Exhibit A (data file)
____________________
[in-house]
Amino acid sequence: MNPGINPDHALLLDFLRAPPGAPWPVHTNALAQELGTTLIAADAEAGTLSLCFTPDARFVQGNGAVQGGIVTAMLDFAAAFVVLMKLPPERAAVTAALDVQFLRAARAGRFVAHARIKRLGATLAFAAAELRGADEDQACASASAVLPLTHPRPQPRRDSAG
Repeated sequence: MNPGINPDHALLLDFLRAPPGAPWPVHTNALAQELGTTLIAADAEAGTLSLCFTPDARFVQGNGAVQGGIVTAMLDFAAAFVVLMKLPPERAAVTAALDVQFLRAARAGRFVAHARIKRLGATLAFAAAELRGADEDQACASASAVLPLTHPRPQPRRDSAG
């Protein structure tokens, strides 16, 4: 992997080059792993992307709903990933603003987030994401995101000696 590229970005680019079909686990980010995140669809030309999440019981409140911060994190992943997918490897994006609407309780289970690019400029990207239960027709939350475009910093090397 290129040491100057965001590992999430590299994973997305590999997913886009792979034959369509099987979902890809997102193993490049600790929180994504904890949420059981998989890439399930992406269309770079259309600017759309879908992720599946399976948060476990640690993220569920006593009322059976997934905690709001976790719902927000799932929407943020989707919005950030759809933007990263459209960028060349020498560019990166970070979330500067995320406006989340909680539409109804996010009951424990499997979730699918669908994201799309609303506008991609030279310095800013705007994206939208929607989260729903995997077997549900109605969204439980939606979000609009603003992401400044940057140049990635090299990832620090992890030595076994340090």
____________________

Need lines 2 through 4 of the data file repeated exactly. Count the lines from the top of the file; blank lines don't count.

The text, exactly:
Amino acid sequence: MNPGINPDHALLLDFLRAPPGAPWPVHTNALAQELGTTLIAADAEAGTLSLCFTPDARFVQGNGAVQGGIVTAMLDFAAAFVVLMKLPPERAAVTAALDVQFLRAARAGRFVAHARIKRLGATLAFAAAELRGADEDQACASASAVLPLTHPRPQPRRDSAG
Repeated sequence: MNPGINPDHALLLDFLRAPPGAPWPVHTNALAQELGTTLIAADAEAGTLSLCFTPDARFVQGNGAVQGGIVTAMLDFAAAFVVLMKLPPERAAVTAALDVQFLRAARAGRFVAHARIKRLGATLAFAAAELRGADEDQACASASAVLPLTHPRPQPRRDSAG
């Protein structure tokens, strides 16, 4: 992997080059792993992307709903990933603003987030994401995101000696 590229970005680019079909686990980010995140669809030309999440019981409140911060994190992943997918490897994006609407309780289970690019400029990207239960027709939350475009910093090397 290129040491100057965001590992999430590299994973997305590999997913886009792979034959369509099987979902890809997102193993490049600790929180994504904890949420059981998989890439399930992406269309770079259309600017759309879908992720599946399976948060476990640690993220569920006593009322059976997934905690709001976790719902927000799932929407943020989707919005950030759809933007990263459209960028060349020498560019990166970070979330500067995320406006989340909680539409109804996010009951424990499997979730699918669908994201799309609303506008991609030279310095800013705007994206939208929607989260729903995997077997549900109605969204439980939606979000609009603003992401400044940057140049990635090299990832620090992890030595076994340090």